- Place of origin:
- Materials and Techniques:
Oak, pinewood, mahogany with padded baize covered cushions
- Credit Line:
Given by Sir John Wood, Bart, M.P.
- Museum number:
- Gallery location:
With six pockets, supported on six oak spiral legs with moulded oak stretchers and pinewood 'apron' rails carved in profile on their underside. Six sections of moulded mahogany form the 'cushion rails', fitted with two layers of green baize over padding; one bears an inlay ivory plaque marked GRADEY, and four bear a single inlay ivory button. The cushion rails appear to be 18th century in date.
In 2017 the component parts were checked. Elements missing at this time: two sections of pinewood apron rail; metal fittings and nets for six pockets, cloth for the bed; metal bolts for assembly. Each end support consists of two legs joined by an oak stretcher and pinewood apron; one of the two has an ill-matched additional oak rail nailed, apparently as a brace. Each of the two central legs is cut at its top with a large mortice to receive the central, transverse support, and a bridle joint (with peg holes) to receive the ends of two sections of apron, and at its bottom on each side with twin deep mortices (and peg holes) for the stretchers. Each corner leg is cut at the bottom with twin shallow mortices (and peg holes) for the stretcher. Each leg has a rough chamfer at its top to accomodate the pocket. Each leg has a bolt hole at its top and bottom (apparently a modification to reinforce the mortice and tenon joint), and no bolts are visible in the Museum photograph of the table assembled c1920. Of the two sections of apron from the long sides of the table, a section has been cut out from two of them (one is visible in the photograph c1920). The bed consists of four flat boards of complex construction to prevent warping (see below), each with cut outs for the pockets. The boards are supported on the table legs and five transverse softwood rails which twin-tenon into the aprons, or the central legs (a single tenon) in the case of the heavy centre support. Shims were used to level the boards forming the bed. The present mahogany cushion rails (x6) were bolted into the edges of the bed, three bolts per section (visible in the photo c1920). It seems likely that the four beds were pegged together rather than a single large board subsequently cut into four.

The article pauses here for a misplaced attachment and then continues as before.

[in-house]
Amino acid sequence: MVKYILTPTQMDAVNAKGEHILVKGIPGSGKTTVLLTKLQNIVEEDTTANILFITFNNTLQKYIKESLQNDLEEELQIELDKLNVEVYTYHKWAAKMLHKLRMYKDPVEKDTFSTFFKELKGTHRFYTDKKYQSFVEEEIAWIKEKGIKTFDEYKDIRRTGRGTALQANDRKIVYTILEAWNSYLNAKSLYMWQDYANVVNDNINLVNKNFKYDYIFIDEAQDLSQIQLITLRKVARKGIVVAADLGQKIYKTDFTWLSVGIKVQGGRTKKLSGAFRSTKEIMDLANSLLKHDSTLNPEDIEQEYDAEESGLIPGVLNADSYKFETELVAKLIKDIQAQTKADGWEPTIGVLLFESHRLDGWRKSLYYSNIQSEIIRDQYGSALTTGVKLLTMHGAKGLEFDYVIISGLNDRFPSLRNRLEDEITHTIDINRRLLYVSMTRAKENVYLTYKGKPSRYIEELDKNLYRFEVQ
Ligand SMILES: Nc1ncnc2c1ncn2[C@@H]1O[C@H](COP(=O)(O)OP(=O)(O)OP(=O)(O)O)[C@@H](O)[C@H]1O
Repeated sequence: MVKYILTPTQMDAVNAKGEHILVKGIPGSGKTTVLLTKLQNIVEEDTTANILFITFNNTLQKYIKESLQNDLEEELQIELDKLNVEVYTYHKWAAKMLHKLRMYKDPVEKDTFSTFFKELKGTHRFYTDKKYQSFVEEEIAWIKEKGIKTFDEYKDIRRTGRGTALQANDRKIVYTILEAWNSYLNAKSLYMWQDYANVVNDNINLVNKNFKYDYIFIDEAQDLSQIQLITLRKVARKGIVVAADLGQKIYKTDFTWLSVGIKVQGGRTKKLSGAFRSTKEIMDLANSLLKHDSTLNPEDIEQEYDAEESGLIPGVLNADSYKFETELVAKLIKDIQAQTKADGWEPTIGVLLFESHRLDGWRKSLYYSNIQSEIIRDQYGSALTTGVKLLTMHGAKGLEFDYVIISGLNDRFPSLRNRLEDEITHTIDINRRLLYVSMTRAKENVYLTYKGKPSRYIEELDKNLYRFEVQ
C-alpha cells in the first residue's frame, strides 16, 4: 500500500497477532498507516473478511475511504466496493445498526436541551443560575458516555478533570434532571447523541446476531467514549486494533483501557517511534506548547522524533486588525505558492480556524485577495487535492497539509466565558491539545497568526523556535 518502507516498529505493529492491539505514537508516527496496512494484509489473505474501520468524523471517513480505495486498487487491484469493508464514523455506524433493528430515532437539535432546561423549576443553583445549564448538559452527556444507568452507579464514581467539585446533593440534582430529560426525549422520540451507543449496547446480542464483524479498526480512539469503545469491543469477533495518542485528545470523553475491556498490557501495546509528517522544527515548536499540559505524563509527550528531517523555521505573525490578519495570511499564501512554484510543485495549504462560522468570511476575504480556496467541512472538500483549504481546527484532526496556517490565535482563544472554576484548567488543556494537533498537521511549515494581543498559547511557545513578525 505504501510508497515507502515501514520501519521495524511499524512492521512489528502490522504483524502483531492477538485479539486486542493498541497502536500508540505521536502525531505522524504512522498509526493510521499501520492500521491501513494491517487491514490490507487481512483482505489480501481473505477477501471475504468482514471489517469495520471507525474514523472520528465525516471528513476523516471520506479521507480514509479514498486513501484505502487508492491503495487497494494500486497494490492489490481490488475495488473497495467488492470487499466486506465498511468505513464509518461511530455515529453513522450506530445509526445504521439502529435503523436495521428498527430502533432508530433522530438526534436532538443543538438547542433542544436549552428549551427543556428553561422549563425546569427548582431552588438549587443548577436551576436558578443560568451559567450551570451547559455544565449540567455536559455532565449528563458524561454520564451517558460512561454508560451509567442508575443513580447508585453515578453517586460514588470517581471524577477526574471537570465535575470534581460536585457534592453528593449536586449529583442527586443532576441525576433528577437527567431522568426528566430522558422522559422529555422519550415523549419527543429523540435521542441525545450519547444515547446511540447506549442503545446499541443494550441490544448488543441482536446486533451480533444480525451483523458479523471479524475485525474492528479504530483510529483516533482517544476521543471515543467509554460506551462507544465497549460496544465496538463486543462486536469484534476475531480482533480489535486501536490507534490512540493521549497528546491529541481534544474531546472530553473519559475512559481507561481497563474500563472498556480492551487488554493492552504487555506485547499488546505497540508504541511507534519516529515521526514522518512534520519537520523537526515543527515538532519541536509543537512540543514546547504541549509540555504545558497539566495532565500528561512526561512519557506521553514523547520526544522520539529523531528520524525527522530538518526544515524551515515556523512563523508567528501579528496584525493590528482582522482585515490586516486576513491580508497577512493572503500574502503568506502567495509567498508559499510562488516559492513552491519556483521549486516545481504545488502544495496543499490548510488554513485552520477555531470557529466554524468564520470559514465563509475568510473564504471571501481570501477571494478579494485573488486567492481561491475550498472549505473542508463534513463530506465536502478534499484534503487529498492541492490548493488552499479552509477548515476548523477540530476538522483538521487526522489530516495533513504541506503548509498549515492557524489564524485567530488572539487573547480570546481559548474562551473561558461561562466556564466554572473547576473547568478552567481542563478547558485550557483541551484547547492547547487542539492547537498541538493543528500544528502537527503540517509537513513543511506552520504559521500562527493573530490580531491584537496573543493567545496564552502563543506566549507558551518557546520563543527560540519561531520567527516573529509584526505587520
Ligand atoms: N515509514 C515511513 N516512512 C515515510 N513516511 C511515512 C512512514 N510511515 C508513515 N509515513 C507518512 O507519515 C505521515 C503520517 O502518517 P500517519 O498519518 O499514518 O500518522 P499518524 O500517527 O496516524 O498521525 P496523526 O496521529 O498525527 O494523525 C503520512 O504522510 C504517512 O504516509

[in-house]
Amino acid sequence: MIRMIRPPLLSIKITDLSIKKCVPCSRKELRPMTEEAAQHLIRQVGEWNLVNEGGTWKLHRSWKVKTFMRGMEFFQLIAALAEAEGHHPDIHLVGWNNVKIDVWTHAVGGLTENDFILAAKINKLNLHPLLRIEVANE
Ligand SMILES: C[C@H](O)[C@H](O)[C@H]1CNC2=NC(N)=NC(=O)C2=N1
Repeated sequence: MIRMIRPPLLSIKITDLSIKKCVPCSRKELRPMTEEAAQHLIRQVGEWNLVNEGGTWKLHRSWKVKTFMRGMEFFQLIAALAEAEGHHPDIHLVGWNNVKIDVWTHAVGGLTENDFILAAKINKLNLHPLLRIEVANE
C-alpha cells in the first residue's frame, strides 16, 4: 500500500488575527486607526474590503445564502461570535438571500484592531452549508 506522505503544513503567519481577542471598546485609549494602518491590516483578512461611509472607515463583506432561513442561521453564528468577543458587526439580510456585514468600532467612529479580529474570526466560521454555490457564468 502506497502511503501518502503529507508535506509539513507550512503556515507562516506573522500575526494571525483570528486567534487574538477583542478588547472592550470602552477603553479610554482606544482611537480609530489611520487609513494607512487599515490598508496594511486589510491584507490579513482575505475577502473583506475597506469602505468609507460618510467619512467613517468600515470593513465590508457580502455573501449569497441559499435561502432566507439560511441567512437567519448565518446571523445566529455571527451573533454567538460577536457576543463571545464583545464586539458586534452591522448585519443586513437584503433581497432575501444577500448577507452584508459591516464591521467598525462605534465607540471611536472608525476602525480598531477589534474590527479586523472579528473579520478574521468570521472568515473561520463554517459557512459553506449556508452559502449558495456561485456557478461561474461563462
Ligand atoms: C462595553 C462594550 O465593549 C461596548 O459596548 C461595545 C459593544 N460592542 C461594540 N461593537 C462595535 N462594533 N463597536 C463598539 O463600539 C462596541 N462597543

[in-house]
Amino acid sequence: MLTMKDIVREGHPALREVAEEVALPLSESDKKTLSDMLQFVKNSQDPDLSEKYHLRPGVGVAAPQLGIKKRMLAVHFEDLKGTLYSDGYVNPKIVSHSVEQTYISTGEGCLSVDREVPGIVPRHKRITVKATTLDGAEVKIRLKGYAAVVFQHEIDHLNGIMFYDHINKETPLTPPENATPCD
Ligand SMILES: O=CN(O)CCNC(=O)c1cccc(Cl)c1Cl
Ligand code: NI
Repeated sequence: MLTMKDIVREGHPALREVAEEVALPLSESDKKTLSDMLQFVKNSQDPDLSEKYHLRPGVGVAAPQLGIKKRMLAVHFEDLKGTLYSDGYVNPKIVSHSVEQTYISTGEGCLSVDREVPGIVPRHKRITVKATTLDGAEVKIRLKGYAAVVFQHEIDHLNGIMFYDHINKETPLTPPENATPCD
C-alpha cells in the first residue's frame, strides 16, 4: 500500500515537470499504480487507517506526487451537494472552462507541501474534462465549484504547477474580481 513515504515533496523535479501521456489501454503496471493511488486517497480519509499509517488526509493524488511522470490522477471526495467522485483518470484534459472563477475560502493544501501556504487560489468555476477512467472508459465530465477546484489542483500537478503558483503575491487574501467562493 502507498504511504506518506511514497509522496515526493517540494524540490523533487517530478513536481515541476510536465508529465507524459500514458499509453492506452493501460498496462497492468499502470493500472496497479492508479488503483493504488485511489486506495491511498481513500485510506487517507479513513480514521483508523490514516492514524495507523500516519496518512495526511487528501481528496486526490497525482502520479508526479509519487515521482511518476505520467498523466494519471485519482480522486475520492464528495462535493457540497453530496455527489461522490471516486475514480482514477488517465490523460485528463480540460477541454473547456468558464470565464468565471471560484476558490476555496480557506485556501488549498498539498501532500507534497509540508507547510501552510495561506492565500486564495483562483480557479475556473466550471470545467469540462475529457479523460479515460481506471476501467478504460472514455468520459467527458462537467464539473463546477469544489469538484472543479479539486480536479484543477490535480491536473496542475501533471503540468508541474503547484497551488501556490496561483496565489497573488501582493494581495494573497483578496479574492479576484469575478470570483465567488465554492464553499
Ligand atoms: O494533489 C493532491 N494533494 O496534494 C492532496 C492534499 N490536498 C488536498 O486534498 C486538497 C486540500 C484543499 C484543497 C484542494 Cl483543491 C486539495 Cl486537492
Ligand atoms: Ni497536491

Boards of the bed- suggested method of construction
Each section of the flat bed consists of an outer framework (the short sides possibly glued in place) with two muntins forming three sections which each contain five floating 'panels' (loosely held by tongue and groove). The floating panels are retained in place by means of three tapering battens on both sides of the board (tapering upwards on one side, downwards on the opposite side), which lock in place by means of their dovetailed profile and multiple pegs (some in square holes) that run right through the thickness of the board. Two lateral battens run the full width of the board, including the top and bottom rails, while the central batten stops short of the rails.